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Camp Two: "We cannot over-commit and succeed"

The members of Camp Two believe that if they overcommit, they risk building a reputation of being late on deliveries and a provider of poor quality solutions, resulting in lost sales. Customer satisfaction is cited as the motive for the focus on planning and making achievable (but not necessarily easy) commitments.

There are beliefs that distinguish Camp One from Camp Two. These are typically not the first choice of Camp One because they appear to be exactly the opposite of what should be done to "win business." (And this is the distinction between the two camps; Camp Two does not think like Camp One).

Camp Two techniques for managing commitments have been used since the beginning of time, but unless they are tried, it is easy for them to be labeled as luxurious and theoretical. When experienced, and their implementation refined, they can be believed. (Note, if you are already in Camp Two, these practices will appear obvious and intuitive!)

Camp Two believes that it must routinely:

  • Clarify when a commitment is required, rather than assume that a commitment is required immediately.

  • Request time to plan so that proposals and commitments can be sound, or explain that quick commitments are just that, "quick commitments."

  • Commit to the pieces of the project that are known and that can be estimated. It establishes subsequent deadlines when the remaining pieces can be defined and committed to.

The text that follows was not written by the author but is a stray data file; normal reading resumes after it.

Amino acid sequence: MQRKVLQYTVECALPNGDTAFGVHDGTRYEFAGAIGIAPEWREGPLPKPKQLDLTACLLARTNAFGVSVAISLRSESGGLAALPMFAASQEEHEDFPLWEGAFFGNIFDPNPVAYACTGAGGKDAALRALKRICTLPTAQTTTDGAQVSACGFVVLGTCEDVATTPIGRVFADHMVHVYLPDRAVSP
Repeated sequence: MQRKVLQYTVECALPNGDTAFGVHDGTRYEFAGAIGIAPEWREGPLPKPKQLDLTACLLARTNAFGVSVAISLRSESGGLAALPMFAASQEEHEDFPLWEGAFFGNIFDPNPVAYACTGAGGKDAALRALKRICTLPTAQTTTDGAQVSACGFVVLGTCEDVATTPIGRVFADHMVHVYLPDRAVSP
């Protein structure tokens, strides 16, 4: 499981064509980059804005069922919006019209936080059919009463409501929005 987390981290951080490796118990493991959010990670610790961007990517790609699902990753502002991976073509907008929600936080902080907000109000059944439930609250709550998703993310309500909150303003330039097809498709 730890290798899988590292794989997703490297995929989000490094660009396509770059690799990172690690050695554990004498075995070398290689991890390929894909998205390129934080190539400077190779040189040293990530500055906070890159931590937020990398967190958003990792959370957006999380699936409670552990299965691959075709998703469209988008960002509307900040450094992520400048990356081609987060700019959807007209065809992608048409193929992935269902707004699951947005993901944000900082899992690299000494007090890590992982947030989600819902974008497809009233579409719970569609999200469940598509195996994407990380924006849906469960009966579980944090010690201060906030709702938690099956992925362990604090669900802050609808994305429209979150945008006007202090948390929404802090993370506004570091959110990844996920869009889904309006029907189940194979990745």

• Make the first prediction a range of effort and deadline estimates and establish a date for the final commitment.

  • Assess risk and team resource availability prior to making commitments.

  • Explain the risks of the current project scope and deadline and recommend mitigation actions.

  • Provide options for various schedule, scope, quality and cost trade-offs. (Each option is achievable with associated risks.)

  • Make plans and estimates comprehensive so that they can be believed and sold. Plans and estimates show customers and managers how their needs are being addressed, rather than presenting one option that is believed to be what the recipient wants to hear.

  • Examine the critical path of the schedule (longest calendar path) and resource assignments on that path.

  • Determine sections of the project that should be contracted out to save time or money.

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